Next week the International AIDS Conference will be held in the United States for the first time in 20 years. CGD senior fellow Mead Over, one of the world’s leading experts on the economics of the epidemic, and policy outreach associate Jenny Ottenhoff join me this week to discuss the state of the epidemic, budget austerity, and the US role in the global response.
First I ask Jenny how it happens that the United States—the primary funder in the global fight against HIV/AIDS – has not hosted the conference for two decades.
“There was a travel ban in the United States on people who were HIV/AIDS positive, but Obama overturned that ban upon taking office in 2009,” explains Jenny. “That paved the way for the AIDS conference to return this year.”
- Related blog post: Storm Clouds and Silver Lining around US Funding for AIDS
Ironically, opening the way for the biennial conference to be held in Washington may lend increased visibility to AIDS advocates, many of whom are disappointed that U.S. funding appears to have peaked and is likely to be held flat or even decline in the years ahead. Past conferences have sometimes included dramatic demonstrations by groups such as ActUp.
The theme of this year’s conference is “Turning the Tide Together” and US secretary of state Hillary Clinton urged the United States and other countries last November to use new scientific discoveries to create an “AIDS-free generation.” But she offered no clues about where the money would come from to finance that inspirational and potentially costly vision.
Mead pointed out in a recent CGD book, Achieving an AIDS Transition: Preventing Infections to Sustain Treatment, that although the United States and other funders have been successful in getting millions of HIV-positive people on treatment, the number of people infected with HIV has continued to grow, outstripping available funds for treatment. To achieve an AIDS transition—the point at which the number of people with HIV begins to decline—will require much greater emphasis on prevention, he says.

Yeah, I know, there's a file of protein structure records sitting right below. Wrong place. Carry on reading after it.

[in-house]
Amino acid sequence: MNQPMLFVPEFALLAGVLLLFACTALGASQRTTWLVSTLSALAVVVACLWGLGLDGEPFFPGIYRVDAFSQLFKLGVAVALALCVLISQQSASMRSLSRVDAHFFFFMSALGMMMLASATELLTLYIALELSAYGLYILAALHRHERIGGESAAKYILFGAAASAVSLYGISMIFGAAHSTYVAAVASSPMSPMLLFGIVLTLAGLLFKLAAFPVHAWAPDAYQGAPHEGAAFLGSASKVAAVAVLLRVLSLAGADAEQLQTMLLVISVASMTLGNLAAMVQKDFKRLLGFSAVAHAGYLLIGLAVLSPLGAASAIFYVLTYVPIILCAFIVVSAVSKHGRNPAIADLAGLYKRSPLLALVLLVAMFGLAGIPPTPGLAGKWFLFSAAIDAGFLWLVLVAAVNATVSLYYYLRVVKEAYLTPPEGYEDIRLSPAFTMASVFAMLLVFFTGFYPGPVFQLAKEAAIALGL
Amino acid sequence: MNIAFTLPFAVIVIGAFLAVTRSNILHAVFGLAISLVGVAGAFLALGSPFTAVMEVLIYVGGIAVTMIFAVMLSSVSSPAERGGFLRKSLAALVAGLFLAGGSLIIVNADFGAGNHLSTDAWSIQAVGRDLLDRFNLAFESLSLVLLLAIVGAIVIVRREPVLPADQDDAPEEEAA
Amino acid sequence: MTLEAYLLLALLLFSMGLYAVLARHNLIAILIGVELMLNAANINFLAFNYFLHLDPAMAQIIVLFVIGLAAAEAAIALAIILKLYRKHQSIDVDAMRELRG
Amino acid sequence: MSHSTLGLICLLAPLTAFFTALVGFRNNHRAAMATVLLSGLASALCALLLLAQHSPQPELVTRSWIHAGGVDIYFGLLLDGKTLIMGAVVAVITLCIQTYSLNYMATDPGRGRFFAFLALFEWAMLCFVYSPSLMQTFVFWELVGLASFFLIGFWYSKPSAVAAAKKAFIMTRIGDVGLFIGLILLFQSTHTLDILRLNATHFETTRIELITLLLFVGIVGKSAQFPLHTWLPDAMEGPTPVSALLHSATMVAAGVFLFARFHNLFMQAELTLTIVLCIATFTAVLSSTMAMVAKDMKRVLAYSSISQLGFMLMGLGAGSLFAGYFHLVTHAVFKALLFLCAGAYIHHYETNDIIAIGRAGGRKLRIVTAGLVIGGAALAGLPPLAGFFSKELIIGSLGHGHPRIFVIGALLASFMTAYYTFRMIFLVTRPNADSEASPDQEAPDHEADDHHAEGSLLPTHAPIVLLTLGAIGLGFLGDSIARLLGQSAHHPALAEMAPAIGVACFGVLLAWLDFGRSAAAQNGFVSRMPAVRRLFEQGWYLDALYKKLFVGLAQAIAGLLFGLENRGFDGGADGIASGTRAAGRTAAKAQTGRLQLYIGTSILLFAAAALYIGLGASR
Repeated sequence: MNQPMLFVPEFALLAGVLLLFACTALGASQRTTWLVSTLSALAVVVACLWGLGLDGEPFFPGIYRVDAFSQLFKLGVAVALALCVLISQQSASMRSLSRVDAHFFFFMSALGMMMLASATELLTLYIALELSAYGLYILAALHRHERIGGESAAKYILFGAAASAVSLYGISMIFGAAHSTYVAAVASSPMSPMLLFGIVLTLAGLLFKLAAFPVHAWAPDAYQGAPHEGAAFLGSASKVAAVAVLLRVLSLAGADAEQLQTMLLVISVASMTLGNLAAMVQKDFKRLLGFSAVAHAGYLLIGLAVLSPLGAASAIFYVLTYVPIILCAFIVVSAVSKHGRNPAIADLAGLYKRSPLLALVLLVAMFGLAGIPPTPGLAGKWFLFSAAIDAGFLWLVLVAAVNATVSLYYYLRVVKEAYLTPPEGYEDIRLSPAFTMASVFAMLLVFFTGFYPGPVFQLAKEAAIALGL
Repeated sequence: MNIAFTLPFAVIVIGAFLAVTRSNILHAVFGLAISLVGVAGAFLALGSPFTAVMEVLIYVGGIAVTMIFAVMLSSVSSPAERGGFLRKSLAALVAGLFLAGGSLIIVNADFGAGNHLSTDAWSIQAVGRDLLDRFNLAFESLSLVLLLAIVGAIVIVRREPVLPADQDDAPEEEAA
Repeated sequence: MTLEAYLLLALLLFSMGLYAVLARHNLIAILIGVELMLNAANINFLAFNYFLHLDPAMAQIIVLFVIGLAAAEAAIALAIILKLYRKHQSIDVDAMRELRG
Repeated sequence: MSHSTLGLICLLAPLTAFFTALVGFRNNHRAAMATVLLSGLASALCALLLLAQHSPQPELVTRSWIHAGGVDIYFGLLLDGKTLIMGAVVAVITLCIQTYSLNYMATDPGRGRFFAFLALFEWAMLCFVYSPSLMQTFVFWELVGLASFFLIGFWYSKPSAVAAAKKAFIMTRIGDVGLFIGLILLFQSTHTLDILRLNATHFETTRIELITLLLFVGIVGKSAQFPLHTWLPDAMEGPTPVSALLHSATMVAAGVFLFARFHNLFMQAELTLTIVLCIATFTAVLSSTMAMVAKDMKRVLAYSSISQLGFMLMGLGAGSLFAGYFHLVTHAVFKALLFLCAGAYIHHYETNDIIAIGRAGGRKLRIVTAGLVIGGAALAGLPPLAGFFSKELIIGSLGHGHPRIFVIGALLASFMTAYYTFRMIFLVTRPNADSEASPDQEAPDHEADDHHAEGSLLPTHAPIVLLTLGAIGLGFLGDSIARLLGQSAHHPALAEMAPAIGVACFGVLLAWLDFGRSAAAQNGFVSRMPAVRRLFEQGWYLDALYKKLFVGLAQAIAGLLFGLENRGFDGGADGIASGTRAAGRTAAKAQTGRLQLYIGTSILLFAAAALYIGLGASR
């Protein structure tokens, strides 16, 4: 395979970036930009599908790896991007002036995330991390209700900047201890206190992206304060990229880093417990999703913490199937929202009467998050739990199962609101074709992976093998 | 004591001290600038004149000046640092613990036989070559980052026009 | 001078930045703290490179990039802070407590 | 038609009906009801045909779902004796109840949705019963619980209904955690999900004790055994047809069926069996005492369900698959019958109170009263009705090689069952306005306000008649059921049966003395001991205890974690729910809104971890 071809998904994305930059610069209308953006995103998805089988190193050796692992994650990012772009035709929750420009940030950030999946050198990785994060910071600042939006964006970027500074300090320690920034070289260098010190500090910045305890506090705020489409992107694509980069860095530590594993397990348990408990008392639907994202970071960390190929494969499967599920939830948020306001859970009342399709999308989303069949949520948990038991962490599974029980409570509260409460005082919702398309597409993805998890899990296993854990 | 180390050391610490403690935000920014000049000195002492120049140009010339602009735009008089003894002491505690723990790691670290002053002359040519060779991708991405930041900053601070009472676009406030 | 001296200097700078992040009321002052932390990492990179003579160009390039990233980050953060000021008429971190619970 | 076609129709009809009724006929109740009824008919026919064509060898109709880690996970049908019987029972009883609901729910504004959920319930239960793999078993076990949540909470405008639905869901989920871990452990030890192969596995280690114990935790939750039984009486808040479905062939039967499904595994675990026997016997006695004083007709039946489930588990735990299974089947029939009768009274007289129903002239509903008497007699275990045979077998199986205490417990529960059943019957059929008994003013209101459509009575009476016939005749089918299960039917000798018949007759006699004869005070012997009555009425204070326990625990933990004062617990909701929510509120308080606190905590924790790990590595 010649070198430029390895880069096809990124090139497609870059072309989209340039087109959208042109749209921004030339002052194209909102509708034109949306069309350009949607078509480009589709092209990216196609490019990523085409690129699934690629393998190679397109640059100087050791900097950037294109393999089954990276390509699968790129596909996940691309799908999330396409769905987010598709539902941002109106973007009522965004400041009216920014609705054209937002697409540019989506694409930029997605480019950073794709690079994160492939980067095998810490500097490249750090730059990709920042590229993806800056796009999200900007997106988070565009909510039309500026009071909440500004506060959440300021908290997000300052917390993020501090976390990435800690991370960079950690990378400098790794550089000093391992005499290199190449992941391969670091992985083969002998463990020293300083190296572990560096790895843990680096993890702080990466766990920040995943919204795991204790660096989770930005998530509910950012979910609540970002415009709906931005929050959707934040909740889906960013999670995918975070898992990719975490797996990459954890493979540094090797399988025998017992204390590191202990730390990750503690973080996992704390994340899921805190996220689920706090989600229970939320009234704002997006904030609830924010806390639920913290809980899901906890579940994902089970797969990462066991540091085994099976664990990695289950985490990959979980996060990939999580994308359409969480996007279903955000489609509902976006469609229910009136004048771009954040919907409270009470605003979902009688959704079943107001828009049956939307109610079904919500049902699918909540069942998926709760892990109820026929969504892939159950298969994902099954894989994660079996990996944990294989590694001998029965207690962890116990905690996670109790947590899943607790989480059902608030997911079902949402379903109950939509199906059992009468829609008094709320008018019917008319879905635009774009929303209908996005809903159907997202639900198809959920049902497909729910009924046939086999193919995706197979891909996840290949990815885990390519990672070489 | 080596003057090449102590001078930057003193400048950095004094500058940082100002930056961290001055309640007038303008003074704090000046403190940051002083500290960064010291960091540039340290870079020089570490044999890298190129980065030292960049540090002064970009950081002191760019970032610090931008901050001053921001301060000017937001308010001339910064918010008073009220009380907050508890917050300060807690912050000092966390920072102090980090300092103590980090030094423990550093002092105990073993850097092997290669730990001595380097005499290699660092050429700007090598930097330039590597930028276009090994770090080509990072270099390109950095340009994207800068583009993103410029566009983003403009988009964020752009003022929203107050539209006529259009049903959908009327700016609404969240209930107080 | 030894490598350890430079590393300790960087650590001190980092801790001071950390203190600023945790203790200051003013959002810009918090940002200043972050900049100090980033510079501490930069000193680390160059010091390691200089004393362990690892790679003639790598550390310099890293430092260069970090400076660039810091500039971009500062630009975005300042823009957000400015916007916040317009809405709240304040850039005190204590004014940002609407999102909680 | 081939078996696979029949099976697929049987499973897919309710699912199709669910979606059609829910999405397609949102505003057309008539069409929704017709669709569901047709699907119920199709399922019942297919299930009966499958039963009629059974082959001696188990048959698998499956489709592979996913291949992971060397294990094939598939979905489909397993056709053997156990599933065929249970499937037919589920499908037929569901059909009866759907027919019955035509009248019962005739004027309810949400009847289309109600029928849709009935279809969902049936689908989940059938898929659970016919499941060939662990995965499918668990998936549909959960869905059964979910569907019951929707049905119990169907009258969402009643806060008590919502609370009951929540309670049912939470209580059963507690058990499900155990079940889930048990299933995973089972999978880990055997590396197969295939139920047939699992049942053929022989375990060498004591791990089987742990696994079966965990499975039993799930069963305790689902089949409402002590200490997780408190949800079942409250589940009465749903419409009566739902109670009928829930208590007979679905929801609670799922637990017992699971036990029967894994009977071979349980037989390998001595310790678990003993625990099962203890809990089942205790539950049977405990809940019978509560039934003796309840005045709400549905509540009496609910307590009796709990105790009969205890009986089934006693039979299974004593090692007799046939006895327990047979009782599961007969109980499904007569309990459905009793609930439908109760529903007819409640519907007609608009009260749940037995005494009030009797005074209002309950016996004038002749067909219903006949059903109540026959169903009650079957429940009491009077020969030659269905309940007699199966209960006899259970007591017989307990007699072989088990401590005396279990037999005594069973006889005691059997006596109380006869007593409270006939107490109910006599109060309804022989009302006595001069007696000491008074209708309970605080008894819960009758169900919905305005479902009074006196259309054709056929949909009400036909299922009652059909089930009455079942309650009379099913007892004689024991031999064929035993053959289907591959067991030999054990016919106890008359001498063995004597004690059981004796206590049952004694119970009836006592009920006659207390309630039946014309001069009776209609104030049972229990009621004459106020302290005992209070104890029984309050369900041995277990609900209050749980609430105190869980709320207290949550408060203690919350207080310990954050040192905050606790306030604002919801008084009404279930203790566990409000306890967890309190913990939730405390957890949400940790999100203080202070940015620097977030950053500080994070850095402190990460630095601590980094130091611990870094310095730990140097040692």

Mead’s insistence on the central role of prevention is familiar to me. In 1997 I edited Mead’s first book on the topic, Confronting AIDS: Public Priorities in a Global Epidemic. I ask Mead about the legacy of that book, written jointly with Martha Ainsworth, when all three of us were working at the World Bank.
“Martha and I like to think of this book as the first and maybe only book that applies economics to the AIDS epidemic,” says Mead. “We argued that HIV prevention should be a priority for governments and donors because it was relatively inexpensive compared to treatment, and also because every case prevented would have a multiplier effect and prevent many more cases. So there was a public goods argument to be made to do HIV prevention.”
Unfortunately, measuring cases averted—and making evident the huge impact of prevention on the lives of people who did NOT become infected—turned out to be extremely difficult. The subsequent availability of relatively inexpensive anti-retroviral (ARV) medicines and the dramatic, life-saving impact of these medicines on people who would otherwise have died from AIDS, made spending on treatment much more appealing than investment in prevention.
That distinction is blurring, as recent studies have shown clearly that early treatment can substantially reduce the spread of the virus. Many advocates are urging “treatment as prevention.” Mead welcomes this news, but notes that treatment as prevention alone may not be sufficient.